I’d been driving back and forth across the state for the entire summer, spending several days each week at one of our nursing homes in the western part of the state. It was Friday and I was on the way back when I got the call from the assistant to the president. “Don’t come into the office,” she said quietly. “Go straight home. The feds are here.” And yes, The Feds were there, taking files for a prosecution of Medicare fraud against the nursing home management company. That was over fifteen years ago. The company survived the fact that the Chief Operating Officer at the time wanted to destroy the owners—and the company. The company survived because the people who were working for it stayed and worked through the bad times. I was one of those people.
Two years ago the owner decided to sell. “I think I’m doing a good thing. Everyone will be able to keep their jobs” was what he told the thirty+ employees who worked in the main office, many had been with him in various capacities for more than twenty years. The day after the papers were signed, he was gone, on his way to his home in Florida. The “new” company bought pizza for everyone in the office and then told us that if we wanted to keep our jobs we would 1) have to reapply and interview 2) have to travel to the “new” office nearly 60 miles away to work IF we got the job.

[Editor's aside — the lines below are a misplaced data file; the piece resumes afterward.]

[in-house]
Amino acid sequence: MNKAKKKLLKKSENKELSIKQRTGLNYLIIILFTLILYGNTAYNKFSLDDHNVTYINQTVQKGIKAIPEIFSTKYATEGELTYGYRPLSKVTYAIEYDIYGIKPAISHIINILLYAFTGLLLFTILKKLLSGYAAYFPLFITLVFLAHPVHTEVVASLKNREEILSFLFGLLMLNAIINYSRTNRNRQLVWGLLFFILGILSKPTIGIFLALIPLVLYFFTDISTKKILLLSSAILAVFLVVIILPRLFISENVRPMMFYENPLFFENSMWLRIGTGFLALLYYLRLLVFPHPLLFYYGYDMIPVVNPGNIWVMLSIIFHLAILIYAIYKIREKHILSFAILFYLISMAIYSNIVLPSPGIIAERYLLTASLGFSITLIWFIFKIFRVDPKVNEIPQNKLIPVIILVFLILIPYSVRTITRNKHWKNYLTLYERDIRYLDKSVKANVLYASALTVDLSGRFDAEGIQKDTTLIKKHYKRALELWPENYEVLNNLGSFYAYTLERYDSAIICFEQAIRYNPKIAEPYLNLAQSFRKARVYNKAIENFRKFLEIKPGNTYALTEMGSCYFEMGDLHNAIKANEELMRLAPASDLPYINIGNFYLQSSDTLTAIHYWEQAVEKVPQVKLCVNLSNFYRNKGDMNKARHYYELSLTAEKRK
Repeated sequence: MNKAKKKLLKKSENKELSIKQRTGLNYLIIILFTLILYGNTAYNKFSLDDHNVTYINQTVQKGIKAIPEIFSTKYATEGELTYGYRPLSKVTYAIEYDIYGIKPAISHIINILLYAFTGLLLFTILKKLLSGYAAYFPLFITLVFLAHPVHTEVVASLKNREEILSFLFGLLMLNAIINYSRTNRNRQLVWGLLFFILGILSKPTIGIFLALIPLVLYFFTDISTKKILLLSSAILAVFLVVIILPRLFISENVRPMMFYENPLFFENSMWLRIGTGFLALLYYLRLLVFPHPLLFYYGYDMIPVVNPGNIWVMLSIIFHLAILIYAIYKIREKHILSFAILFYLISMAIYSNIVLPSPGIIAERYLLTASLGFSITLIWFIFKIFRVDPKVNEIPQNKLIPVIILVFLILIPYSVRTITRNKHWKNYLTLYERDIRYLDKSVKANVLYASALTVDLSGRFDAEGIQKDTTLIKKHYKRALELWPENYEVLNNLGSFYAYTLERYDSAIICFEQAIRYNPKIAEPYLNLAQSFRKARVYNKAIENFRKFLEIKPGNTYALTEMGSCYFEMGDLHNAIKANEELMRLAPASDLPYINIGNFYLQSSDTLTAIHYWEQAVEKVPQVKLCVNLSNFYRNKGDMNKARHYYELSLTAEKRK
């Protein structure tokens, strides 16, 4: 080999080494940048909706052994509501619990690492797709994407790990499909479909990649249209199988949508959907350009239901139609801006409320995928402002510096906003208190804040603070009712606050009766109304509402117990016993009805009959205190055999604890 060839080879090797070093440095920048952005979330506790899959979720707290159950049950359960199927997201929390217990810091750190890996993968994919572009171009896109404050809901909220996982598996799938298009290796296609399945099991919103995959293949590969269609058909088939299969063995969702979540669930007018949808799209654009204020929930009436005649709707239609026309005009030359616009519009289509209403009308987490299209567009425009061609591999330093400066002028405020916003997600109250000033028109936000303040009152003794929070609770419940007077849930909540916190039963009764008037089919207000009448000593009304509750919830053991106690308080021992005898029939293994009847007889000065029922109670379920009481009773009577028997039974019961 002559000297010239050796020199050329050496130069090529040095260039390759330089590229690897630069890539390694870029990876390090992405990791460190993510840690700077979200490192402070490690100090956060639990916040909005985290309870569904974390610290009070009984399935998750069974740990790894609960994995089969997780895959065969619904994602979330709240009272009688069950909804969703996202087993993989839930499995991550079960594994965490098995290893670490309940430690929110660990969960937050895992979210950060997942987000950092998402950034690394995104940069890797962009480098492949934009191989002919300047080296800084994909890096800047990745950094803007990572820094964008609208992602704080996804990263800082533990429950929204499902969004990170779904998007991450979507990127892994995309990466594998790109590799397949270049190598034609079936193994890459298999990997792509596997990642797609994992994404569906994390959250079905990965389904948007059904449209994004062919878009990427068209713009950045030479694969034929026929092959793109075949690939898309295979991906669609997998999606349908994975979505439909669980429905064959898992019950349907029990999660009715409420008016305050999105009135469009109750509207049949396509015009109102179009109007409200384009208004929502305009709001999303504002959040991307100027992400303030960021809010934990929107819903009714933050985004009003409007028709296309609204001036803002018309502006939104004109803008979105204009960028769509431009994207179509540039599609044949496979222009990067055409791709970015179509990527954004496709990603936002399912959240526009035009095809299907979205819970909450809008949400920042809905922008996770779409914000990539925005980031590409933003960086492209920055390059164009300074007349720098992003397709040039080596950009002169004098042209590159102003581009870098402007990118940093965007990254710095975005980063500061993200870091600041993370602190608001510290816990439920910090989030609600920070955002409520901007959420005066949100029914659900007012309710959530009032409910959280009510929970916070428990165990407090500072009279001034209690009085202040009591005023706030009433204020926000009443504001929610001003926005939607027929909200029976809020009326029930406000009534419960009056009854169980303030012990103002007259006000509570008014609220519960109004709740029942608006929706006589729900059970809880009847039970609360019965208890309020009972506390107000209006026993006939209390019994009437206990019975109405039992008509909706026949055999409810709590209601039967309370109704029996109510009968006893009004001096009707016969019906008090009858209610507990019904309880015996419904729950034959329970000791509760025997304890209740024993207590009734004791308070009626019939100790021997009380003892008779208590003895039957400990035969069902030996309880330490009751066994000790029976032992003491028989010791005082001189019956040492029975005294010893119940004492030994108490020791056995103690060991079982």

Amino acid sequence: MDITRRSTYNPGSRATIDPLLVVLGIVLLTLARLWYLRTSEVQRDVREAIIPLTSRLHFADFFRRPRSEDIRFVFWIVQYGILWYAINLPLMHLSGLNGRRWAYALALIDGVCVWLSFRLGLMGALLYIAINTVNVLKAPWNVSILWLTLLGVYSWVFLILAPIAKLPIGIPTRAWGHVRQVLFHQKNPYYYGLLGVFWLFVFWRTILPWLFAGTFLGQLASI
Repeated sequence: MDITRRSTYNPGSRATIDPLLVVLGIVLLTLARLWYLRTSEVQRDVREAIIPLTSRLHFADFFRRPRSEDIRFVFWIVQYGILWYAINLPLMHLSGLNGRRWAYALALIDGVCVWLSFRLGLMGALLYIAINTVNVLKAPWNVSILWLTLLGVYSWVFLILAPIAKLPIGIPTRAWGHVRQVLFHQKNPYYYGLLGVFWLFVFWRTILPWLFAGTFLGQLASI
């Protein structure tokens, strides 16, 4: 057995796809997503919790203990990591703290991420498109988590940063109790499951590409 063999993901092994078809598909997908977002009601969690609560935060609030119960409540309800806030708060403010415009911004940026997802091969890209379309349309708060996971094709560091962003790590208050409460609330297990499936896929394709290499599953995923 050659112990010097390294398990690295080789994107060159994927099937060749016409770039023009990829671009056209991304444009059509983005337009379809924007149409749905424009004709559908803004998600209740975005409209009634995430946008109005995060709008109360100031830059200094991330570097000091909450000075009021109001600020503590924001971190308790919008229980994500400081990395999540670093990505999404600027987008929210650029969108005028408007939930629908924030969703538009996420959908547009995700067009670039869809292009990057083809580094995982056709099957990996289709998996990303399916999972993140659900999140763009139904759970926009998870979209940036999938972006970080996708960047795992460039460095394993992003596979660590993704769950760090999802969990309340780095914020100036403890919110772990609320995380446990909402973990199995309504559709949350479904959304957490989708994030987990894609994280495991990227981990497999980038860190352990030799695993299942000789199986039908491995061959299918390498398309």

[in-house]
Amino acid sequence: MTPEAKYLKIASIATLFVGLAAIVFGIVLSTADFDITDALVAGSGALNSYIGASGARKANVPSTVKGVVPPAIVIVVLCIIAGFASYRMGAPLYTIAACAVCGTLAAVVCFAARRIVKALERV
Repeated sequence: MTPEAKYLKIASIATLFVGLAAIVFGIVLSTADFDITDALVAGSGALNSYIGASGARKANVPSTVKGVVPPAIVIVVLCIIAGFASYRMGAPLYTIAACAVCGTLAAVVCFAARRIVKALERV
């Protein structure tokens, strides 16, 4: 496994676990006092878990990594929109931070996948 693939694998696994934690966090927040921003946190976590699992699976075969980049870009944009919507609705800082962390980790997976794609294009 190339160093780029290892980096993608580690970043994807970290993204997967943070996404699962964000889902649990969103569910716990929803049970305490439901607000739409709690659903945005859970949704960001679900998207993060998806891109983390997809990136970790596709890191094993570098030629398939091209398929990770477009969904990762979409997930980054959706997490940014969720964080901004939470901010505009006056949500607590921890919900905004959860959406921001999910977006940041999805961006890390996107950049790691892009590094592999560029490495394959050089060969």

This is why I don’t trust companies. This is why I don’t trust most people.
They can say anything they want. But in the end, it comes down to: “It’s not personal; it’s business.” But when you mess with my life (and messing with my job and livelihood is messing with my life), then it becomes personal.
I’d worked with the former owner of the company for many years. I’d helped him through some difficult health issues. One time I’d even cleaned up his house after he’d bled out.
I thought we were close.
But I haven’t seen him or spoken to him since those sale papers were signed.
He lost his brother recently. I’m sorry. But for some reason, I really don’t care.
He lied to people who stayed with him through the most difficult of times.
You just don’t do that to people—unless, it’s business.